David Campany & Cornelia Parker in conversation

Silver and Glass: Cornelia Parker and Photography, Hayward Gallery Publishing, 2018

  • Hardcover: 104 pages
  • Publisher: Hayward Gallery Publishing
  • Language: English
  • ISBN-10: 1853323616
  • ISBN-13: 978-1853323614
  • Product Dimensions: 15.2 x 20.3 cm

Silver and Glass is the first publication to explore the application and influence of photography in the art of British artist Cornelia Parker (b.1956). The book is illustrated by works from across Parker’s career, including those which arose from her investigations into the photogravure. Inspired by the 19th-century photographic pioneer William Henry Fox Talbot, Parker combined two of his early techniques, solar prints and the photogravure, to create a new hybrid form of print by exposing translucent three-dimensional objects to ultraviolet light. Presented here are a collection of 20 large-scale prints from three experimental series: Fox Talbot’s Articles of Glass (2017), One Day This Glass Will Break (2015) and Thirty Pieces of Silver (Exposed) (2015). A wide range of Parker’s sculpture and documentary photography is also included. Bound in hardcover Silver & Glass features an interview with writer and curator David Campany and an essay by Antonia Shaw.

An extract from the conversation between David Campany and Cornelia Parker:

David: Where does your interest in photography come from?

 Cornelia: I think I’ve always been interested in it, especially in early photography and Fox Talbot’s idea of the photographic process acting as the ‘pencil of nature’ (see p. 00). Also, the camera obscura, and the frustration of people not being able to capture what they saw. I suppose with everything I make I’m looking at the waythings are made. I’ve got no technical expertise …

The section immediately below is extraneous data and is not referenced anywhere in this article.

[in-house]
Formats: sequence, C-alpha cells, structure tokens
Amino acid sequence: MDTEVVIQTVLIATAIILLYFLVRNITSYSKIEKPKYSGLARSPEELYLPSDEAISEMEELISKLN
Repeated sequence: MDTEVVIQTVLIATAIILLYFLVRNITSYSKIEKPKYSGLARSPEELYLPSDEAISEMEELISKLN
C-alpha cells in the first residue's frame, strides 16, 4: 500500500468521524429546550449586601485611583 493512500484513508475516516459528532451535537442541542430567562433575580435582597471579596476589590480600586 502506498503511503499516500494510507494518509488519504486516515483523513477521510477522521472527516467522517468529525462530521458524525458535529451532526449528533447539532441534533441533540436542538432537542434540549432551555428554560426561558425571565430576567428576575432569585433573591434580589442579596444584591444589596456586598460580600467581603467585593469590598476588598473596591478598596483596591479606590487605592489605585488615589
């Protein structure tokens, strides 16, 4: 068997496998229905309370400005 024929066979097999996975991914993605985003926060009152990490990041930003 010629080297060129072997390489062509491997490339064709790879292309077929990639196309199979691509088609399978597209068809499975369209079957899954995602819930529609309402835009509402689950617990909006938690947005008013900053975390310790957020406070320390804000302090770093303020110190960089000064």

D: … You’re making it up as you go along in the way Fox Talbot was.

C: Yes. I love that non-expert approach, discovering things for the first time.

D: Even when you’re not doing something with photography or printmaking, the photographic seems to haunt your work anyway. It might be to do with how you use traces or translations of things, or casts or off-casts of things.

 C: Yes, my relationship with photography is on that edge of things. In some works I’ve used the tarnish left on the handkerchief after polishing silver (figs. 00 and 00). I was simultaneously taking an impression of an object, gathering a silver trace, and rubbing away a shadow – silver has this duality which I really love, it oxidises. It is a material I seem to be constantly drawn to and I think that’s partly due to its links to photography, the idea that silver gelatin is affected by shadow, that stopping light allows an impression to be formed.

 D: With that in mind, I would have thought you’d be just as interested in Daguerre, who didn’t use a paper negative like Talbot but a polished silver surface.

C: I love Daguerre, but his process was sealed off, encapsulated. I think somehow there’s more space for the artist in Fox Talbot because he outlines all the possibilities and you take it where you want. There’s also something very matter-of-fact about Fox Talbot: he was trying to photograph objects – ceramics, glass, silver.

 D: It’s uncanny how accurate Fox Talbot was when he outlined all the different ways photography might go. He predicted the artwork, the document, the copy, the complicated status of evidence, cataloguing. It partly comes out of his failed drawing, but he’s not commercially minded at all, just very curious.

C: He’s like a maven. Like Duchamp, he moves on when he’s found the apparatus or the way something works. I also work in lots of different ways and jump around a lot – attention-deficit disorder!

Alan Cristea invited me to do a prints show at his gallery  wanted to know what kind of ideas I was going to pursue. I gave him some ideas but I knew they were only decoys, because when I start working things get jettisoned very quickly. I’d done photo-etching before, and things with stains and inks. I’d made quite a lot of photograms in the dark room, but they had their limitations. For this show, I was trying to find a way of taking an object and making an image with it.

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